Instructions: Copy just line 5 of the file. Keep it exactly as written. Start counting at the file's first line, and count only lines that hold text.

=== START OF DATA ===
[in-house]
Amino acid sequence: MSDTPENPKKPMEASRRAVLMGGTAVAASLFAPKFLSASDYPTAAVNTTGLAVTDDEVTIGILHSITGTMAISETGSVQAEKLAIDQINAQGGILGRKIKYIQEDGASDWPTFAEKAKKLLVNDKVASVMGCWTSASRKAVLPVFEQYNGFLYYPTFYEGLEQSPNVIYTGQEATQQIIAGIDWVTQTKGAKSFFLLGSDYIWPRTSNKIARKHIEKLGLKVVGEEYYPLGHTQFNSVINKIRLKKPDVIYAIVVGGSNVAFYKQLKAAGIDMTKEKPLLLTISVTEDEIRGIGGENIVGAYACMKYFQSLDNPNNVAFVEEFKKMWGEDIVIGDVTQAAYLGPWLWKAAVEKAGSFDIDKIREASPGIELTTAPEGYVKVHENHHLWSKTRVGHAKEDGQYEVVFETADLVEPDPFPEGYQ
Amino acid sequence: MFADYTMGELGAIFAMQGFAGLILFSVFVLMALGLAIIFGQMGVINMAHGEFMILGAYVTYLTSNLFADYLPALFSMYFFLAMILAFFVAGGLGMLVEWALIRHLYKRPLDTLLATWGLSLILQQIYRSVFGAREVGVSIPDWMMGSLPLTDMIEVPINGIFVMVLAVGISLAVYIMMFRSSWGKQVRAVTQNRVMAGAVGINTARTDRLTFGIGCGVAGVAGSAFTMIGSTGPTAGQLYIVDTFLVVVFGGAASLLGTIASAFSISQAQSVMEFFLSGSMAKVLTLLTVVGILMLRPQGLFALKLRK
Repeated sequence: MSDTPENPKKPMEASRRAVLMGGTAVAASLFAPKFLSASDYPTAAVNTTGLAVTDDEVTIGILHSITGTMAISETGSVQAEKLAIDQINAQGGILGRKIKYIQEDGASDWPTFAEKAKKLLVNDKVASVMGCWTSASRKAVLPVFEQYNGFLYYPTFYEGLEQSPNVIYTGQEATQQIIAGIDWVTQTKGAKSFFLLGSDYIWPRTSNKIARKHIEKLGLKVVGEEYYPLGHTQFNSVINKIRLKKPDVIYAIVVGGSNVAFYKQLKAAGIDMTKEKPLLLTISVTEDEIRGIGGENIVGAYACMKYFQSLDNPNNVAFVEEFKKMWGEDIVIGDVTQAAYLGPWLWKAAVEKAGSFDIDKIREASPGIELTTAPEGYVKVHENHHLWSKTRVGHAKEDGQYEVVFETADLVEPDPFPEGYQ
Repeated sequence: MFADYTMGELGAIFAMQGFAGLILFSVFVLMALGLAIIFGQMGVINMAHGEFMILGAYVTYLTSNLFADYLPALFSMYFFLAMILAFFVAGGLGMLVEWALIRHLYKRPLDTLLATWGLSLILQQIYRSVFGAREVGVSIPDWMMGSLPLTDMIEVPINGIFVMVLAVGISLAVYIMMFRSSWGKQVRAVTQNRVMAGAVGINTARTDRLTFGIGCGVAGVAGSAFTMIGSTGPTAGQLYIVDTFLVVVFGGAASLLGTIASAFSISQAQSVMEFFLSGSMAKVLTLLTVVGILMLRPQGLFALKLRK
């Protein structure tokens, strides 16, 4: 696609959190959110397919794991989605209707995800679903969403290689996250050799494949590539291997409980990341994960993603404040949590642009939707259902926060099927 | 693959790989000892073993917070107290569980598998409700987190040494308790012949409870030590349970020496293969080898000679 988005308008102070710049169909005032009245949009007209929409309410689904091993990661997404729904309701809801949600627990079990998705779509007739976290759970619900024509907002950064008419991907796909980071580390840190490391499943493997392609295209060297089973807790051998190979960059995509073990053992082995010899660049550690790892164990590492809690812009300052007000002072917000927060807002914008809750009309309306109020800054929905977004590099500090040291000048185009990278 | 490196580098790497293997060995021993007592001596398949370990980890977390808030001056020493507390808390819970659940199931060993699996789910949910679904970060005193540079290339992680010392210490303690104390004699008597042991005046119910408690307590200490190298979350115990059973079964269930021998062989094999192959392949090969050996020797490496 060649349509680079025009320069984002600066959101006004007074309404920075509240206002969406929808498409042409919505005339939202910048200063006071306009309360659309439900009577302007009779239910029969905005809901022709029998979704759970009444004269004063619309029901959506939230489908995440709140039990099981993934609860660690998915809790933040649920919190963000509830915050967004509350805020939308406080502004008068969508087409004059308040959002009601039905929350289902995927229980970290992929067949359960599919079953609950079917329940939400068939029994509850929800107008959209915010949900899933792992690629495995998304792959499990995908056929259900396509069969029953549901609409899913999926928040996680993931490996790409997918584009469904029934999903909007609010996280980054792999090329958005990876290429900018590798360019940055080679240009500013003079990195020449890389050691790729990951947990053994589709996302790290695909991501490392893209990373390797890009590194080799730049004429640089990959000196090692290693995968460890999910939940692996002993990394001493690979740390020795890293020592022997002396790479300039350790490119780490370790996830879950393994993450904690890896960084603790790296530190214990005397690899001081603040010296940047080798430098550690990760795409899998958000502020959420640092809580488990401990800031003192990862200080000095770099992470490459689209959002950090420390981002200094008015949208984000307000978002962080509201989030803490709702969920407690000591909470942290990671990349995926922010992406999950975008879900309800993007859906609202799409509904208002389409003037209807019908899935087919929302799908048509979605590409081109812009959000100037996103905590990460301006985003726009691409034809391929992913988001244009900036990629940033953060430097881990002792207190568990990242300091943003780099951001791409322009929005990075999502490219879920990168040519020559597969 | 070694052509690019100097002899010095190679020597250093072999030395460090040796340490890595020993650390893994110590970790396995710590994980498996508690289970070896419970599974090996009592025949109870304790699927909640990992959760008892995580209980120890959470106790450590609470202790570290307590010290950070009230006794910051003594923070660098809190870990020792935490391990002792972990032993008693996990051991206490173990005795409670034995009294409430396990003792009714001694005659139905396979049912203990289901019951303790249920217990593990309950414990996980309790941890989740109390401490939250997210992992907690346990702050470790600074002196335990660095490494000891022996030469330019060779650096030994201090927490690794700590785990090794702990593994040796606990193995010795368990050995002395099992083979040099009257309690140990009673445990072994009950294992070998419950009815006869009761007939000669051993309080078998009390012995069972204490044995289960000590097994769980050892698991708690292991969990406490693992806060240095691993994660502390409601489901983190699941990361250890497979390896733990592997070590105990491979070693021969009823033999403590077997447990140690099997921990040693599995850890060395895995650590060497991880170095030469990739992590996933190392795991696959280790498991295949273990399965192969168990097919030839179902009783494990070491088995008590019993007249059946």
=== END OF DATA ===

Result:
Repeated sequence: MFADYTMGELGAIFAMQGFAGLILFSVFVLMALGLAIIFGQMGVINMAHGEFMILGAYVTYLTSNLFADYLPALFSMYFFLAMILAFFVAGGLGMLVEWALIRHLYKRPLDTLLATWGLSLILQQIYRSVFGAREVGVSIPDWMMGSLPLTDMIEVPINGIFVMVLAVGISLAVYIMMFRSSWGKQVRAVTQNRVMAGAVGINTARTDRLTFGIGCGVAGVAGSAFTMIGSTGPTAGQLYIVDTFLVVVFGGAASLLGTIASAFSISQAQSVMEFFLSGSMAKVLTLLTVVGILMLRPQGLFALKLRK